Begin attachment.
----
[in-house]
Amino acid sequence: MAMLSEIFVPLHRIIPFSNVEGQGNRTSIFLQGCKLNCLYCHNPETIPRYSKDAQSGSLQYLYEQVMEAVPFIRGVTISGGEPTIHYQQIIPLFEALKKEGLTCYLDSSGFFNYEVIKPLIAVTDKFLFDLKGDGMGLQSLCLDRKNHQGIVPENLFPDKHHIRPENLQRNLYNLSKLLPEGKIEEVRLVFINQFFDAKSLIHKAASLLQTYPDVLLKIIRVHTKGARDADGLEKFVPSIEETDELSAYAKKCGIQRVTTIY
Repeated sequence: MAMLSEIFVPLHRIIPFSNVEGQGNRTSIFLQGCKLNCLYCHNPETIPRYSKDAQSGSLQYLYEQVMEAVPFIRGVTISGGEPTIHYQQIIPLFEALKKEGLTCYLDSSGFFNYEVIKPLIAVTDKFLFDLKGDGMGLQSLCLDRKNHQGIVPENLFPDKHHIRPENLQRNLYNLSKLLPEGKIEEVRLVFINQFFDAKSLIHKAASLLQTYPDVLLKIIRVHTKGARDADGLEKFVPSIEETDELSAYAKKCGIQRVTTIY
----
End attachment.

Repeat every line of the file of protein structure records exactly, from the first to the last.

[in-house]
Amino acid sequence: MAMLSEIFVPLHRIIPFSNVEGQGNRTSIFLQGCKLNCLYCHNPETIPRYSKDAQSGSLQYLYEQVMEAVPFIRGVTISGGEPTIHYQQIIPLFEALKKEGLTCYLDSSGFFNYEVIKPLIAVTDKFLFDLKGDGMGLQSLCLDRKNHQGIVPENLFPDKHHIRPENLQRNLYNLSKLLPEGKIEEVRLVFINQFFDAKSLIHKAASLLQTYPDVLLKIIRVHTKGARDADGLEKFVPSIEETDELSAYAKKCGIQRVTTIY
Repeated sequence: MAMLSEIFVPLHRIIPFSNVEGQGNRTSIFLQGCKLNCLYCHNPETIPRYSKDAQSGSLQYLYEQVMEAVPFIRGVTISGGEPTIHYQQIIPLFEALKKEGLTCYLDSSGFFNYEVIKPLIAVTDKFLFDLKGDGMGLQSLCLDRKNHQGIVPENLFPDKHHIRPENLQRNLYNLSKLLPEGKIEEVRLVFINQFFDAKSLIHKAASLLQTYPDVLLKIIRVHTKGARDADGLEKFVPSIEETDELSAYAKKCGIQRVTTIY